I also wandered into another unique shop devoted to marine-themed collectibles.  The shop was called the Marlinespike Chandlery.   I was curious about the name and here is a breakdown of what it means.  A marlinespike is a tool that was used for marine purposes to separate strands of rope for slicing and marling.  “Marl” is when you combine two or more threads and twist them together to make a “thicker” rope – which creates a stronger rope.  A “chandler” is a dealer in marine supplies!   Hence, the name of the shop reflects some of the maritime history of the area.  The owner creates some fascinating artistic pieces using the marlin spike techniques.  I might have to make another trip to this shop with  my husband Jim – as he would be very interested in this type of workmanship.

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Cool-looking schooner entering the Stonington harbor while I was walking about 🙂

On my way back home, I stopped in the town of Blue Hill and just wandered around the main part of town.  I stumbled upon a little park near the waterfront with a granite sculpture and was pleased to discover that it is one of the sculptures that was part of the Maine Sculpture Trail that originated from the Schoodic International Sculpture Symposium.  There are 34 sculptures in and around the Downeast Maine area.  I read about this last year and have come across several others here on Mount Desert Island.

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“The Window of the Sea Wind” – Maine Sculpture Trail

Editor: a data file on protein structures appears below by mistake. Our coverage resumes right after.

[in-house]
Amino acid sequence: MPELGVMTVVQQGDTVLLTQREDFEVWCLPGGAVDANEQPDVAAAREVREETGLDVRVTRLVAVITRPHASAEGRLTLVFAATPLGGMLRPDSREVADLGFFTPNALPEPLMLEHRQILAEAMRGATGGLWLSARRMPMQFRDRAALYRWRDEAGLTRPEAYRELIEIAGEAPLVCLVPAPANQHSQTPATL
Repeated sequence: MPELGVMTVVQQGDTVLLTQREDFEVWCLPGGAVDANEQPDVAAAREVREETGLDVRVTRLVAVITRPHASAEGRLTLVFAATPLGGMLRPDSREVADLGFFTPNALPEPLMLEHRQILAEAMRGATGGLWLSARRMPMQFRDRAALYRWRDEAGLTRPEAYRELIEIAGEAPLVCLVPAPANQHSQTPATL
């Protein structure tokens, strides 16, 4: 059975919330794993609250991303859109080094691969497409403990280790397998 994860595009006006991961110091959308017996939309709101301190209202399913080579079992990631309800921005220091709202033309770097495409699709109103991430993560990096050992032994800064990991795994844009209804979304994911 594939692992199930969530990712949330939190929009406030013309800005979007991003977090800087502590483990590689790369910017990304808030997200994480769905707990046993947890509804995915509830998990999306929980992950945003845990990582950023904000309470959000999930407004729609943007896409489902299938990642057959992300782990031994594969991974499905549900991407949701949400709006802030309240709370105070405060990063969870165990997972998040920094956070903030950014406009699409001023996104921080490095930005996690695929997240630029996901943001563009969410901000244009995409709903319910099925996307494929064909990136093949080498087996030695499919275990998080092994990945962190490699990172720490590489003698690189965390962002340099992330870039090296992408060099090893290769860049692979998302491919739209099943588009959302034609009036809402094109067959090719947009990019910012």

Walking back to my car from the waterfront in Blue Hill, I passed by the historical society and yet another intriguing sculpture.

Blue Hill sculpture (1 of 1)
“Molly Molasses”  Mary Balassee Nicola  – the grandmother of all Penobscots

The plaque that describes Mary says she had a “sharp eye and an unusual way of blackening her face like a thundercloud when anything displeased her.  Her face would change color entirely and her eye would look like thunder and lightening…she knew everything that was going on and was keener than a knife.  Confident in her own superior powers, Molly was one of the greatest shamans of her time.”

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View of Blue Hill harbor from Main Street

It was hot by the time I was heading through Blue Hill and I thought I might find an ice cream parlor in town – but I was disappointed in the selection.  Back on the road towards home, I was rewarded in the town of Surry with a cute little place called Pugnuts Ice Cream Shop.  They specialize in homemade ice cream and gelato – and I splurged on a double-dip of coffee latte and vanilla fudge ice cream on a chocolate-dipped waffle cone.  It was heavenly! 🙂